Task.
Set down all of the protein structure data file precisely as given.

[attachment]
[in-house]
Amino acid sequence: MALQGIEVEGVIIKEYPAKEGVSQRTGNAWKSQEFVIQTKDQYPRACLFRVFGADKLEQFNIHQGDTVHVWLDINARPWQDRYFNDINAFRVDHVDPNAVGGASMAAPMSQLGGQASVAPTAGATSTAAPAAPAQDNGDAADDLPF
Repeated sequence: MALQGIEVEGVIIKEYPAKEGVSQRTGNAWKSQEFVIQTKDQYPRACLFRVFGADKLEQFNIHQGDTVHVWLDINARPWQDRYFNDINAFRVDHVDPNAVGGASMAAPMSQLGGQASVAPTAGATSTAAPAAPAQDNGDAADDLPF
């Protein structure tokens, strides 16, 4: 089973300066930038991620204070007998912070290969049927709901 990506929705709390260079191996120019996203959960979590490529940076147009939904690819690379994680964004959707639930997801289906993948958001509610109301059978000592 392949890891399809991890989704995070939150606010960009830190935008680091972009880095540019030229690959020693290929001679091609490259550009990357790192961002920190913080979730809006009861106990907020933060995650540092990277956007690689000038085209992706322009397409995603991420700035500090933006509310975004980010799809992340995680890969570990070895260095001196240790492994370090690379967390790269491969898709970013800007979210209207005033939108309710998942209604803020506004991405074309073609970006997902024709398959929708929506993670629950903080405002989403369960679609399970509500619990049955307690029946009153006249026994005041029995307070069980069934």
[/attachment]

[in-house]
Amino acid sequence: MALQGIEVEGVIIKEYPAKEGVSQRTGNAWKSQEFVIQTKDQYPRACLFRVFGADKLEQFNIHQGDTVHVWLDINARPWQDRYFNDINAFRVDHVDPNAVGGASMAAPMSQLGGQASVAPTAGATSTAAPAAPAQDNGDAADDLPF
Repeated sequence: MALQGIEVEGVIIKEYPAKEGVSQRTGNAWKSQEFVIQTKDQYPRACLFRVFGADKLEQFNIHQGDTVHVWLDINARPWQDRYFNDINAFRVDHVDPNAVGGASMAAPMSQLGGQASVAPTAGATSTAAPAAPAQDNGDAADDLPF
């Protein structure tokens, strides 16, 4: 089973300066930038991620204070007998912070290969049927709901 990506929705709390260079191996120019996203959960979590490529940076147009939904690819690379994680964004959707639930997801289906993948958001509610109301059978000592 392949890891399809991890989704995070939150606010960009830190935008680091972009880095540019030229690959020693290929001679091609490259550009990357790192961002920190913080979730809006009861106990907020933060995650540092990277956007690689000038085209992706322009397409995603991420700035500090933006509310975004980010799809992340995680890969570990070895260095001196240790492994370090690379967390790269491969898709970013800007979210209207005033939108309710998942209604803020506004991405074309073609970006997902024709398959929708929506993670629950903080405002989403369960679609399970509500619990049955307690029946009153006249026994005041029995307070069980069934």